Length. You can see that I made the passwords above at least 12 characters in length. I believe that should be the minimum, based on the math of brute force cracking with automated software. Feel free to make it even longer if you can stand it. Every character you add exponentially increases the amount of time required to crack because it creates that many more possible combinations of characters.
For a great in-depth explanation of how length affects password strength, check out Steve Gibson’s password haystacks page.
Complexity. Once we’ve decided on the length of the password, we can further increase the number of possible passwords by adding to the pool of possible characters. If you’re using just lower case letters and numbers, there are fewer possible passwords than if you add uppercase letters, too. In the examples above you can see that I use all four character types:
- upper case
- lower case
This is probably the most annoying part, but it’s necessary. Here’s a chart to help explain. The number of combinations is based on a 12-character password. And the numbers would obviously change for different languages; this is for English specifically.
|Character types in pool||# of total characters||# of possible combinations|
That number of possible combinations might seem like overkill. But brute force cracking software can blast through these possibilities by the millions per second or more, depending on the power of the computer. Supercomputers, like those available to government agencies, can do billions per second.
For instance if you used a 12-character password including lowercase + uppercase + numbers (without symbols), a supercomputer (assuming 1 billion guesses per second) could try all possible combinations in 36 minutes. But add symbols to the mix and it jumps to about 5.4 days. That’s still not very long! See why it’s so important to create as many possibilities as you can?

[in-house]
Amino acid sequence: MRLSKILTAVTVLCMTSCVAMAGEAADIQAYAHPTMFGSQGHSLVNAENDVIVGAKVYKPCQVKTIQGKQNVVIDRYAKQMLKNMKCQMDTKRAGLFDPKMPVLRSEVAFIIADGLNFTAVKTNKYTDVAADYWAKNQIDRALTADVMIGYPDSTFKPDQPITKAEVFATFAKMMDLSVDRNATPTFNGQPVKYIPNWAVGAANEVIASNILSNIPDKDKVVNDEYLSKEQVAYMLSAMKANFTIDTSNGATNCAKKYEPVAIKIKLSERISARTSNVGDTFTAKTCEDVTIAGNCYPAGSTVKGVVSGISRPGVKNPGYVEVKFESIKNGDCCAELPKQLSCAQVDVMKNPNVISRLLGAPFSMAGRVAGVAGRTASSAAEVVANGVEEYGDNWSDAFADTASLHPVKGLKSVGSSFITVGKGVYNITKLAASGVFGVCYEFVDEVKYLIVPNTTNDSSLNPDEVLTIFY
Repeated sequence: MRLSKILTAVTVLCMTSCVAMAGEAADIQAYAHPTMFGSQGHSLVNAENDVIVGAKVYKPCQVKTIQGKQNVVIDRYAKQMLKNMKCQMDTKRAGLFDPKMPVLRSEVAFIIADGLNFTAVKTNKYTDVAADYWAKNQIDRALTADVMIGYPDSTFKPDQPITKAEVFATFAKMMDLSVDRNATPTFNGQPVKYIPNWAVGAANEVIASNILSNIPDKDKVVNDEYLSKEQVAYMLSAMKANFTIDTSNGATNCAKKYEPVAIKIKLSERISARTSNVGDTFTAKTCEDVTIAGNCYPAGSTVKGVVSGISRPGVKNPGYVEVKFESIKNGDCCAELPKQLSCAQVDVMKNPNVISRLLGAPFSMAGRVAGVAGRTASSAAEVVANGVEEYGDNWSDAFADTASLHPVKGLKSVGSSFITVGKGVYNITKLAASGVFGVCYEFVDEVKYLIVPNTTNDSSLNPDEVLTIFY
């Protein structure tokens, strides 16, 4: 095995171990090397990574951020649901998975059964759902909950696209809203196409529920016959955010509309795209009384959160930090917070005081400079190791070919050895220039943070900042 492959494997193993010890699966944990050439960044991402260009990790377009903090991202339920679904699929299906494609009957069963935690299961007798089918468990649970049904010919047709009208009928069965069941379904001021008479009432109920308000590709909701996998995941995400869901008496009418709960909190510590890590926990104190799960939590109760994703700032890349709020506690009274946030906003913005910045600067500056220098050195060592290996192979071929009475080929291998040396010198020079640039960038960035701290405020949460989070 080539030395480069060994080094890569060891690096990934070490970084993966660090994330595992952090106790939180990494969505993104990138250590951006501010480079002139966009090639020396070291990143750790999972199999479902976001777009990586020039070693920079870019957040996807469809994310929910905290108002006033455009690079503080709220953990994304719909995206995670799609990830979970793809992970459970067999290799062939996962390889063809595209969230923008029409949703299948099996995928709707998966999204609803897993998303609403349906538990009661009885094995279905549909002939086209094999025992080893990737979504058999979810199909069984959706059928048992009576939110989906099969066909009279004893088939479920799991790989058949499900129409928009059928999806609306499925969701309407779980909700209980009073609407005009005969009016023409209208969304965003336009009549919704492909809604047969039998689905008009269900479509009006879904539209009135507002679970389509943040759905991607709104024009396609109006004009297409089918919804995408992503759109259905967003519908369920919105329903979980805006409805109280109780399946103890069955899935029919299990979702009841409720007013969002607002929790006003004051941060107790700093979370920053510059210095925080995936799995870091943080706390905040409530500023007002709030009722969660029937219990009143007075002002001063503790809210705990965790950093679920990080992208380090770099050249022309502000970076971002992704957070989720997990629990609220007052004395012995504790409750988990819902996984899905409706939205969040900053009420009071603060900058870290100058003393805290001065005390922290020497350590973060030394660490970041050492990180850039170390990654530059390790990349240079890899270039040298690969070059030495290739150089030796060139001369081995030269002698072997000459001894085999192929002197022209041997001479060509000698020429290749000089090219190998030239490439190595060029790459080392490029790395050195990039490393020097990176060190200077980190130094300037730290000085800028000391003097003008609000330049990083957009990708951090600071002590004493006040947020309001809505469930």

Of course, this is only if someone like a government agency (ahem*NSA*ahem) decided you were worth pursuing for some reason. Most criminals won’t have access to that type of processing power. But still, millions of guesses per second is nothing to sneeze at.
But let’s take it a step further. If you add just two more characters (for 14 total), the above scenario with the supercomputer would go from 5.4 days to 201.7 days. That’s significantly better, especially if you’re in the habit of changing your password every once in a while.
The plot thickens: Just because that’s the amount of time it would take to try every combination doesn’t mean that’s how long it would take to find your password. On average, they would only have to try half the possibilities before they find it. It could be more, but it could be less. Maybe they find it after 987 billion tries. That’s only 16 minutes for a supercomputer (or only 11.4 days at a more reasonable 1 million guesses per second).
This explanation may sound complicated, so if you feel overwhelmed then just return to the beginning of this article and follow the instructions. If you use this method then you don’t have to worry about the complicated explanation because it just works.
There are, of course, other ways to create good passwords. I’ve only found this one to be the most effective at getting them to stick in memory. Here are some others you might start with. Just don’t forget to mix them up with all four character types when you’re done!
- Choose an obscure phrase and misspell words intentionally
- Choose an uncommon song lyric then use the first letter of each word
- Create a made-up word and type it multiple times, modifying it each time